The covalent attachment of poly(ethylene glycol) (PEG) to a protein surface (known as PEGylation), has been demonstrated to increase the serum half-life of therapeutic proteins by reducing kidney clearance and immunogenicity and by protecting against proteolysis. Theses beneficial effects could be further enhanced if PEGylation consistently increased protein conformational stability (i.e. the difference in free energy between the folded and unfolded states). However, the effects of PEGylation on protein conformational stability are unpredictable; PEGylation has been reported to increase, decrease, or have no effect on the conformational stability of medicinal proteins.This thesis details the results of two studies aimed at discovering the structural determinants which influence the thermodynamic impact of PEGylation on the WW domain, a small model protein. Chapter 1 is a brief introduction to protein therapeutics and protein PEGylation. Chapter 2 describes a study which demonstrates that the thermodynamic impact of PEGylation is strongly dependent on the site to which PEG is conjugated. The studies described in Chapter 3 elaborate on this site dependence, and demonstrate that PEG stabilizes the WW domain through interactions with the surface of the folded peptide, and that two factors – the orientation of the PEG chain (relative to the protein surface) and the identity of nearby side chains – play a critical role in determining the thermodynamic impact of PEGylation.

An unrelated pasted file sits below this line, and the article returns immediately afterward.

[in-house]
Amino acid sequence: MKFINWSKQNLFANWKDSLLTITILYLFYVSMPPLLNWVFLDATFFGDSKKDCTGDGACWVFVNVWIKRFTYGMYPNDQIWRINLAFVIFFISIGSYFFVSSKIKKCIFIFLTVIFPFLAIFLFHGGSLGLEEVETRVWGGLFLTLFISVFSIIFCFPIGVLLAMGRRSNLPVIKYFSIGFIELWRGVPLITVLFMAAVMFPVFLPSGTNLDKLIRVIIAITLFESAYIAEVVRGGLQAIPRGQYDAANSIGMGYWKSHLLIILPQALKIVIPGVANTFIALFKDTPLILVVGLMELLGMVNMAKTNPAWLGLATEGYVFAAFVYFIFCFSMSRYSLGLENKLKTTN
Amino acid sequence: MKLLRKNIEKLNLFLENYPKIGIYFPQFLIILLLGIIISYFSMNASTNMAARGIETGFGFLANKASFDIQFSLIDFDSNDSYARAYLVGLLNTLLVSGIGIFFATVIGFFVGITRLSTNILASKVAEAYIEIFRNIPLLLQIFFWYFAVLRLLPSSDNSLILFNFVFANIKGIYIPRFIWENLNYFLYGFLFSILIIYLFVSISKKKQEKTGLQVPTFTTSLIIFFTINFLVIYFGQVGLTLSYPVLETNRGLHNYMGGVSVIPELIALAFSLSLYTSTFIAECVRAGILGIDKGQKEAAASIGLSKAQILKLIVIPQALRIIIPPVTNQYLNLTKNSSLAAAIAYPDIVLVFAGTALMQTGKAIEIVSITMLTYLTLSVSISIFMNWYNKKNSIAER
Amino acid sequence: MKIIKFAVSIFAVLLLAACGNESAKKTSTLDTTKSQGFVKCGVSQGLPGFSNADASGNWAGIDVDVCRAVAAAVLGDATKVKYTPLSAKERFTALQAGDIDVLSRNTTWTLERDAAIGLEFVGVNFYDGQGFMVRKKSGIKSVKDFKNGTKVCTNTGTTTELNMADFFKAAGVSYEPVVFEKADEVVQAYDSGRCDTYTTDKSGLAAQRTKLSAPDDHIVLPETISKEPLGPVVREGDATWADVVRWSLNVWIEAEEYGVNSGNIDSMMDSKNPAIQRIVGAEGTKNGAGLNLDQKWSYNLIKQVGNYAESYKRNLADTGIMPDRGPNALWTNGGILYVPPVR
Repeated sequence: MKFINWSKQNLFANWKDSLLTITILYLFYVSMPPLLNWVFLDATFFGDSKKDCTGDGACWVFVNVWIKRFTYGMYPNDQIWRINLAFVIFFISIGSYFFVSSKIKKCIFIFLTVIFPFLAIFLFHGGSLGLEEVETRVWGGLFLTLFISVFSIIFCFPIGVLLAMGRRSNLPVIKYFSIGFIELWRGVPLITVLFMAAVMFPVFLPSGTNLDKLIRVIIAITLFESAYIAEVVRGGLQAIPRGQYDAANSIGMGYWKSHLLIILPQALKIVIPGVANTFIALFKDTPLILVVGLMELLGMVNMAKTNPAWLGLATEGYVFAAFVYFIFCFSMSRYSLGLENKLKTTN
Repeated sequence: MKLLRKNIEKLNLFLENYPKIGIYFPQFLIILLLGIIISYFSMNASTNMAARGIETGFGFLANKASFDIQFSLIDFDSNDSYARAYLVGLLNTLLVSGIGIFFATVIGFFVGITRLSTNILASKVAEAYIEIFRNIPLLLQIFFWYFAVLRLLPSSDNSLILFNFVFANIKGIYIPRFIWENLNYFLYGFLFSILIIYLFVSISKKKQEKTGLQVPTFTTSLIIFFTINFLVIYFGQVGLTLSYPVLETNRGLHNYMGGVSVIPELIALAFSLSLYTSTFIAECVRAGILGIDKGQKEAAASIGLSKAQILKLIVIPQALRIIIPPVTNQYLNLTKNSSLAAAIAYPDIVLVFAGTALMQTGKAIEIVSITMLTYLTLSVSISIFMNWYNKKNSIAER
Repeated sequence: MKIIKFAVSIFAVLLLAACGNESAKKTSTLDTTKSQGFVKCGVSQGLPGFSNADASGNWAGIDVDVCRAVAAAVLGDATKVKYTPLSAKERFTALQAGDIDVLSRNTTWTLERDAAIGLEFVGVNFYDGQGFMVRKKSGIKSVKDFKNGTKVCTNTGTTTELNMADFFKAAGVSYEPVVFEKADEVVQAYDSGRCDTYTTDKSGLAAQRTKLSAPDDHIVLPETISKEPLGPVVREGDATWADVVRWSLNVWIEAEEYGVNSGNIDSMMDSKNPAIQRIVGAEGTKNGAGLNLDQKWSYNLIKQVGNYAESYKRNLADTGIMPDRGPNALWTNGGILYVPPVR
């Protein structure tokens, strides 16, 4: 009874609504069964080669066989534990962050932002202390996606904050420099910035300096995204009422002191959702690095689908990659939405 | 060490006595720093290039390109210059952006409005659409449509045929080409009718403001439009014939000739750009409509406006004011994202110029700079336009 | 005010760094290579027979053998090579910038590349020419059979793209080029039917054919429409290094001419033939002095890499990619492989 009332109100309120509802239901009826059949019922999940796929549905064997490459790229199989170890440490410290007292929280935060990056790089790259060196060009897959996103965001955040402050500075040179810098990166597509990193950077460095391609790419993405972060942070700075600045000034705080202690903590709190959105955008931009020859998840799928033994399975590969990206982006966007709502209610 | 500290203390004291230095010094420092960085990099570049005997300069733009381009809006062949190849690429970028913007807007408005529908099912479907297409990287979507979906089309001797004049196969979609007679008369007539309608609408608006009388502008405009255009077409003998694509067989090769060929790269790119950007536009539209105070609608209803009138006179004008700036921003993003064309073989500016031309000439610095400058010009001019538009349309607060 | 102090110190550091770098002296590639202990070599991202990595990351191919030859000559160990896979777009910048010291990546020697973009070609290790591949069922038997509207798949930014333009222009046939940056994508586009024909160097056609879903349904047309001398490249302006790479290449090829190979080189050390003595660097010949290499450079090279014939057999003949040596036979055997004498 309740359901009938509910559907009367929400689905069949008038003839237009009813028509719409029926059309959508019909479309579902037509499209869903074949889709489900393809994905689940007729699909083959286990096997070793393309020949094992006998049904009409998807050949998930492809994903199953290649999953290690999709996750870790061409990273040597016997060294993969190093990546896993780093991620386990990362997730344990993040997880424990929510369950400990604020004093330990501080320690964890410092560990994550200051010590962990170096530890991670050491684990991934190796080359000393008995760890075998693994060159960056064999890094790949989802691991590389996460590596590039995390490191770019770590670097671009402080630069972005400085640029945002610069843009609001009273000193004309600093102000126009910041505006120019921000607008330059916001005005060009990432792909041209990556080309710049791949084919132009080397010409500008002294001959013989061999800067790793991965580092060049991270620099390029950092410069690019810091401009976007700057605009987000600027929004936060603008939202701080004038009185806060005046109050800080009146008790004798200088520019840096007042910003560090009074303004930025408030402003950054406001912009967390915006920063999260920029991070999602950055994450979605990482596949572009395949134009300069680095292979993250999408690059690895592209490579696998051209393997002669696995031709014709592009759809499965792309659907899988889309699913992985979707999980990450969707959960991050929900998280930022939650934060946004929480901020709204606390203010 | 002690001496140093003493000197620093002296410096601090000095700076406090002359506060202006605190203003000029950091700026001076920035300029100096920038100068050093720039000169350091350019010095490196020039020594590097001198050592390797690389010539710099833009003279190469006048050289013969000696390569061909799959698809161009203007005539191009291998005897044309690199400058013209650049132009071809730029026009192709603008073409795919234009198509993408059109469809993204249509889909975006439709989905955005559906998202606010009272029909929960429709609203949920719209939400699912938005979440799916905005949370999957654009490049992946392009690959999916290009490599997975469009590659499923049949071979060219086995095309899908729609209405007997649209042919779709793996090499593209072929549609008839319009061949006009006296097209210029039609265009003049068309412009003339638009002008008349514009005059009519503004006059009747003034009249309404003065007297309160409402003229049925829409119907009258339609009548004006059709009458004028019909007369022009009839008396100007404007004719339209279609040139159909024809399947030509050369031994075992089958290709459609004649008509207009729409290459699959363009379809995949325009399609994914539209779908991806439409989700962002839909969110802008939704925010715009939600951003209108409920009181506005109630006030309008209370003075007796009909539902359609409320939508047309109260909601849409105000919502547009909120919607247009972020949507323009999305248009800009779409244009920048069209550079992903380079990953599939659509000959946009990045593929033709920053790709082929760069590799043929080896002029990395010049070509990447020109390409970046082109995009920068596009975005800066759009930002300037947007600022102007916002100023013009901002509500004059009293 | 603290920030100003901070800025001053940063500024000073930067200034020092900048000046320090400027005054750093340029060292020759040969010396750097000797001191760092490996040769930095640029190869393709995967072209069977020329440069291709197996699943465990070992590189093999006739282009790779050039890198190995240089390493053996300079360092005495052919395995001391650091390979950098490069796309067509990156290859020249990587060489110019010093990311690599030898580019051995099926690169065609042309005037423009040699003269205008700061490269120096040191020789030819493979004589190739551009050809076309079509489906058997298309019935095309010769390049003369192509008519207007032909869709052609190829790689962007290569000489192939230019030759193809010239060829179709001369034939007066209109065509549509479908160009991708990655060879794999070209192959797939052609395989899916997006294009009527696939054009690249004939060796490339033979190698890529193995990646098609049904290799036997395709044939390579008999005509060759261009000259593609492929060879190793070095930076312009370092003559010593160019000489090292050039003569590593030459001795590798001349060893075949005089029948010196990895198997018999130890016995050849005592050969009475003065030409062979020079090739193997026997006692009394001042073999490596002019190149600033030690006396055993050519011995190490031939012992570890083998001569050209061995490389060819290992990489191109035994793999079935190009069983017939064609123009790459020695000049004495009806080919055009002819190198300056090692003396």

College and Department

Physical and Mathematical Sciences; Chemistry and Biochemistry



Date Submitted


Document Type





PEGylation, Therapeutic Proteins, Thermodynamic Stability, Circular Dichroism, beta-sheet, D-Amino Acids